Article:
Is the government really serious about restricting the number of high street betting shops?

I really hope it is. I’ve posted before about there being too many betting shops on our high street but I think it’s a really important issue for the future of high streets.  I’m certainly not arguing for all betting shops to be closed but it just feels that people are being  exploited, especially by Fixed Odds Betting Terminals. It’s getting these FOBTs in to as many high street sites as possible that’s been driving the ever-increasing number of betting shops in high streets.   The government plans to give local authorities powers to restrict the number of betting shops. I’ll believe it when I see it but a long overdue step in my opinion.  How effective it will be also depends on the willingness of the local authority to use any future legislation. Surely we already have more than enough betting shops for our local population?

I thought a good starting point is to go out and count the number of betting shops and loan shops along the Uxbridge Road in West Ealing to give a base line so someone can count again in a few years time and see what’s happened.  As of today I counted six betting shops ( seven when BetFred opens on the ground floor of the new hotel being built in Melbourne Ave), two gaming/fruit machine establishments and five loanshops/pawnbrokers:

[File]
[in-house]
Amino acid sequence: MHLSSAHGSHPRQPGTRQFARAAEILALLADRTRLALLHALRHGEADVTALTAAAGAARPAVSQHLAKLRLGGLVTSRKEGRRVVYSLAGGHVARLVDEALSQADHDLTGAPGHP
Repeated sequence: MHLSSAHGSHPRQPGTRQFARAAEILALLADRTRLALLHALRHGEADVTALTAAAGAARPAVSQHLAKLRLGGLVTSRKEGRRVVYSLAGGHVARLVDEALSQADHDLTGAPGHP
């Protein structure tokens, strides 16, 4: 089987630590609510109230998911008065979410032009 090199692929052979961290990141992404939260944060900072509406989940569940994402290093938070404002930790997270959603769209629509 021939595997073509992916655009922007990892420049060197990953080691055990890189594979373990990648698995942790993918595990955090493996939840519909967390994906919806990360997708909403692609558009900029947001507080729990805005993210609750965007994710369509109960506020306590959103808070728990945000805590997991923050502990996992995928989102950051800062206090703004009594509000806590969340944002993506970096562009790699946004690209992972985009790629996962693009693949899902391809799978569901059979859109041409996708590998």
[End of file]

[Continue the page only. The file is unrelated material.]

Betting Shops

  • Ladbrokes
  • Coral x 2
  • William Hill x2
  • Paddy Power

Gaming shops

  • Cashino
  • Reels

Loan shops/pawnbrokers

  • Cash Converters
  • Money Shop
  • Cash Generator
  • H&T Pawnbrokers
  • Albemarle & Bond pawnbrokers





One Reply to “Is the government really serious about restricting the number of high street betting shops?”

  1. One could get quite philosophical on this subject. Do we want a totally prescriptive planning system whereby, for example, any high street could have just one butcher, baker, betting shop, cheese shop, pub, off-licence etc or do we go the Darwinian approach (survival of the fittest) or even the Adam Smith route ( dynamic competition secures the ‘wealth of nations’). Or do we want so half way compromise between the two extremes?

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